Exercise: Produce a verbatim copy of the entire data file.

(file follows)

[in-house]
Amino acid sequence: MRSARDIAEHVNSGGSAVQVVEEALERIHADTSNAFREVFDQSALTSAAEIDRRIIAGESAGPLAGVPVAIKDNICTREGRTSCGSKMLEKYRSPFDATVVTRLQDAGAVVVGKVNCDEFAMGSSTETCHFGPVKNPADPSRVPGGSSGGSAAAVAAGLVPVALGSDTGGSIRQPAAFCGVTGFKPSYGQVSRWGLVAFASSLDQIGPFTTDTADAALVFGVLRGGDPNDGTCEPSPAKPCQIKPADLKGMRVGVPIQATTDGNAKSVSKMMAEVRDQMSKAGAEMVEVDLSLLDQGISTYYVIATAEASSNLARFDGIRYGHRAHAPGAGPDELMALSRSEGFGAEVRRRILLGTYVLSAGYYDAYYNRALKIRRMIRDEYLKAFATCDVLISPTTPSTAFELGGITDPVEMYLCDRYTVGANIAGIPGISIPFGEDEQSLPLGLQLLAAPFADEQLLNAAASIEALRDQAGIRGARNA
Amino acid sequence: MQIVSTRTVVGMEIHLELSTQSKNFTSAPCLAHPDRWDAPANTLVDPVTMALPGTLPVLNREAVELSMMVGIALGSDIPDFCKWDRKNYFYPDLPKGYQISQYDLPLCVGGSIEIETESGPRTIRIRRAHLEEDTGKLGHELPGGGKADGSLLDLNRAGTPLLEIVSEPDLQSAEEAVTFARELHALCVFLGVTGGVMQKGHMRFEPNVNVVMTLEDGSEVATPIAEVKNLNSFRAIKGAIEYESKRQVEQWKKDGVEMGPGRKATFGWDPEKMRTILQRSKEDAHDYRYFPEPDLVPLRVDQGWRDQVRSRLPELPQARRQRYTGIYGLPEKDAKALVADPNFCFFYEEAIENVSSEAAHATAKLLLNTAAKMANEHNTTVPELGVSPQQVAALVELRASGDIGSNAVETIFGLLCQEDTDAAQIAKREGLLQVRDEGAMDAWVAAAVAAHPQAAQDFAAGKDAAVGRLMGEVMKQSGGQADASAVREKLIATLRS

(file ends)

[in-house]
Amino acid sequence: MRSARDIAEHVNSGGSAVQVVEEALERIHADTSNAFREVFDQSALTSAAEIDRRIIAGESAGPLAGVPVAIKDNICTREGRTSCGSKMLEKYRSPFDATVVTRLQDAGAVVVGKVNCDEFAMGSSTETCHFGPVKNPADPSRVPGGSSGGSAAAVAAGLVPVALGSDTGGSIRQPAAFCGVTGFKPSYGQVSRWGLVAFASSLDQIGPFTTDTADAALVFGVLRGGDPNDGTCEPSPAKPCQIKPADLKGMRVGVPIQATTDGNAKSVSKMMAEVRDQMSKAGAEMVEVDLSLLDQGISTYYVIATAEASSNLARFDGIRYGHRAHAPGAGPDELMALSRSEGFGAEVRRRILLGTYVLSAGYYDAYYNRALKIRRMIRDEYLKAFATCDVLISPTTPSTAFELGGITDPVEMYLCDRYTVGANIAGIPGISIPFGEDEQSLPLGLQLLAAPFADEQLLNAAASIEALRDQAGIRGARNA
Amino acid sequence: MQIVSTRTVVGMEIHLELSTQSKNFTSAPCLAHPDRWDAPANTLVDPVTMALPGTLPVLNREAVELSMMVGIALGSDIPDFCKWDRKNYFYPDLPKGYQISQYDLPLCVGGSIEIETESGPRTIRIRRAHLEEDTGKLGHELPGGGKADGSLLDLNRAGTPLLEIVSEPDLQSAEEAVTFARELHALCVFLGVTGGVMQKGHMRFEPNVNVVMTLEDGSEVATPIAEVKNLNSFRAIKGAIEYESKRQVEQWKKDGVEMGPGRKATFGWDPEKMRTILQRSKEDAHDYRYFPEPDLVPLRVDQGWRDQVRSRLPELPQARRQRYTGIYGLPEKDAKALVADPNFCFFYEEAIENVSSEAAHATAKLLLNTAAKMANEHNTTVPELGVSPQQVAALVELRASGDIGSNAVETIFGLLCQEDTDAAQIAKREGLLQVRDEGAMDAWVAAAVAAHPQAAQDFAAGKDAAVGRLMGEVMKQSGGQADASAVREKLIATLRS